How to Control Invasive Plants

Our national parks, like Turkey Run, Great Falls and Dyke Marsh Wildlife Preserve are riddled with non-native plants, most of which provide little support for birds and wildlife.  Here's a chance for Auduboners to weigh in on healthier habitats in our region.  The National Park Service is seeking comments on their Invasive Plant Management Plan/Environmental Assessment (IMP/EA) for Washington-area national parks at  Comments are due by June 10.

The draft presents four alternatives. This is from the Park Service: 
"The IPMP/EA will analyze a No Action Alternative and three Action Alternatives. Based on the analysis of impacts in the EA and other factors, one of the Action Alternatives will ultimately be chosen as the NPS Preferred Alternative for treating non-native invasive plants across the 15 NCR parks. Because the Action Alternatives are still being developed, they are referred to as 'Concept Alternatives' below.

"Under the No Action Alternative, the NPS would continue to treat non-native invasive plants across parks in the NCR as it currently does. Current management involves using a range of approaches being applied independently at each individual park. Invasive plant species and sites are targeted for treatment based upon the professional expertise of the separate park managers with case-by- case input from regional staff. The No Action Alternative is analyzed in the EA to provide a baseline against which impacts can be evaluated.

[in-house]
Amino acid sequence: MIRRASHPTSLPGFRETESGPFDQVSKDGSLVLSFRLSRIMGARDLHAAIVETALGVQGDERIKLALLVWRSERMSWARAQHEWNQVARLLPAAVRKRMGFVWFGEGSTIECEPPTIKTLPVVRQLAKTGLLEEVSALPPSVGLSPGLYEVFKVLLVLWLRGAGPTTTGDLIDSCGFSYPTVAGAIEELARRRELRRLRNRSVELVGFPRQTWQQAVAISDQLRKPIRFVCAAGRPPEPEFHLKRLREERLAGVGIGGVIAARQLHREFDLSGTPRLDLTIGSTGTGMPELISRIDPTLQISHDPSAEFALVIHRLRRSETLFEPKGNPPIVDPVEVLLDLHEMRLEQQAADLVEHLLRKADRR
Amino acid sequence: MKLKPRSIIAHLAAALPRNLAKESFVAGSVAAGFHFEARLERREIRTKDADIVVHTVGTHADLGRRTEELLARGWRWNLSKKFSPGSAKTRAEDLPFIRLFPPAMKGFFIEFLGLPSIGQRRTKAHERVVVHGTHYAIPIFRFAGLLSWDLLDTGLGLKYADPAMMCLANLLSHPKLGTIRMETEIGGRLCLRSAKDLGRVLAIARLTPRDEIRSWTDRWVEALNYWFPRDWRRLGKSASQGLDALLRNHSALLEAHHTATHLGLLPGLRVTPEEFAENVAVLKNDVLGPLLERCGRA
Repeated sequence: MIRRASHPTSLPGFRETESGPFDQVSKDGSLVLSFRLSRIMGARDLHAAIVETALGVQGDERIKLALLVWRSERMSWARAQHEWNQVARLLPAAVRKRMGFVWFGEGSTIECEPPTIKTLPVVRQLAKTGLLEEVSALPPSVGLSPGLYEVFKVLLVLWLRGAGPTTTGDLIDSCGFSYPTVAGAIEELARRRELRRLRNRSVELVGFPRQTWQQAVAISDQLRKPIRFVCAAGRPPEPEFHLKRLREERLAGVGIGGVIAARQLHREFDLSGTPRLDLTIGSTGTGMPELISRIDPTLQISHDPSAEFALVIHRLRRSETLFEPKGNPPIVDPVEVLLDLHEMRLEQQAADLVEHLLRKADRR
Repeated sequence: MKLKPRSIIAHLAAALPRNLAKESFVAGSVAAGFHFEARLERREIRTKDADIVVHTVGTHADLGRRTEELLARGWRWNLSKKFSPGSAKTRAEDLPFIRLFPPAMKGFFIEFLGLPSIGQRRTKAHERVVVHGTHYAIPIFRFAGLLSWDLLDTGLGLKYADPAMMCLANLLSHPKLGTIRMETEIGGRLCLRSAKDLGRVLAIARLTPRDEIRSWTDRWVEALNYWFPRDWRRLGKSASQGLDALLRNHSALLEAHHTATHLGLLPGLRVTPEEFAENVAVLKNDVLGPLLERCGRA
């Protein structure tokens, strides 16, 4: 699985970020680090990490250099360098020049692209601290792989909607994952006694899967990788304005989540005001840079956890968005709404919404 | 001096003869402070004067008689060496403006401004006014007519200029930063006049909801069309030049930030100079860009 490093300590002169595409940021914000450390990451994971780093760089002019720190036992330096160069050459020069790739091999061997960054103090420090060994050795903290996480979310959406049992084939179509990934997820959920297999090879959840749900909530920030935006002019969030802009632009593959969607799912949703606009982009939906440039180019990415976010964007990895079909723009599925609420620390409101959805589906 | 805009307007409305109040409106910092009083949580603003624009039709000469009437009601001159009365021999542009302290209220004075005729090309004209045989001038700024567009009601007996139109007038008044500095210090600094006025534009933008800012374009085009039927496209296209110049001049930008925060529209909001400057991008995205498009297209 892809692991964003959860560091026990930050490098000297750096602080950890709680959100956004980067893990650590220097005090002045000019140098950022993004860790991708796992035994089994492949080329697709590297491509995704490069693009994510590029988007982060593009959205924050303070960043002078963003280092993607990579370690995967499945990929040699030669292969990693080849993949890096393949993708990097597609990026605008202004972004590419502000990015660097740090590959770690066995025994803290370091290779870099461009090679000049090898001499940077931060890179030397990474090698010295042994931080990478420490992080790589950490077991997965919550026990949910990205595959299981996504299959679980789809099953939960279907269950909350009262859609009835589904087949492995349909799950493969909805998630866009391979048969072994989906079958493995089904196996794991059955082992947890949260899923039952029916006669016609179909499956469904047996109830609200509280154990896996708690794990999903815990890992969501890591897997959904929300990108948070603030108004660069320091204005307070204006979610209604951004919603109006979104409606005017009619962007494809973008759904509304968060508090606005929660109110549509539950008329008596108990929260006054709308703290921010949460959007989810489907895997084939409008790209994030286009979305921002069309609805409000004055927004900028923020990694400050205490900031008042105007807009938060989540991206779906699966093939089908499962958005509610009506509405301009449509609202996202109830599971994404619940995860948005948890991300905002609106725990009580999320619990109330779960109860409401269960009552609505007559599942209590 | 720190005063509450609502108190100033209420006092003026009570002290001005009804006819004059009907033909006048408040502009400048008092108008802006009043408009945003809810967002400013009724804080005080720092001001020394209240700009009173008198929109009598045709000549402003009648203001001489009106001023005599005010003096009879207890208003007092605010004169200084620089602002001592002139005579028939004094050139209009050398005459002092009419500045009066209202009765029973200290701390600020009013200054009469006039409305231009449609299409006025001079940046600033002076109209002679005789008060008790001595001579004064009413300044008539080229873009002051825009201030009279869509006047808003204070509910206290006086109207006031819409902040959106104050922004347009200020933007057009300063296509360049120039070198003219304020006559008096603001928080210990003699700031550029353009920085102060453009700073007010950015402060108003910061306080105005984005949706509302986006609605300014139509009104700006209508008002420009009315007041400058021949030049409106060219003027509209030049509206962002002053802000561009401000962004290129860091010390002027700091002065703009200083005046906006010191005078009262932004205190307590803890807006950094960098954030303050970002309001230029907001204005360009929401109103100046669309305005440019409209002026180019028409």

"For Concept Alternative 1, the treatment of non-native invasive plants would be prioritized by species within each park. The highest-priority species would then be grouped and treated wherever they are found in the park.

"Under Concept Alternative 2, non-native invasive plants would be treated
in specific sites or areas of each park identified by park managers as having the highest value. Depending on the park, the sites prioritized for treatment may consist of rare plants, rare plant communities, visitor facilities, historic resources or other resources. Non-native invasive species would then be treated at the highest priority sites first.

"Concept Alternative 3 would combine the site prioritization and species prioritization approaches. Non-native invasive plant species with the highest priority would be treated at the highest priority sites. Lower priority sites could receive treatment if high priority species are present, and lower priority species could receive treatment if they are present at a high priority site. "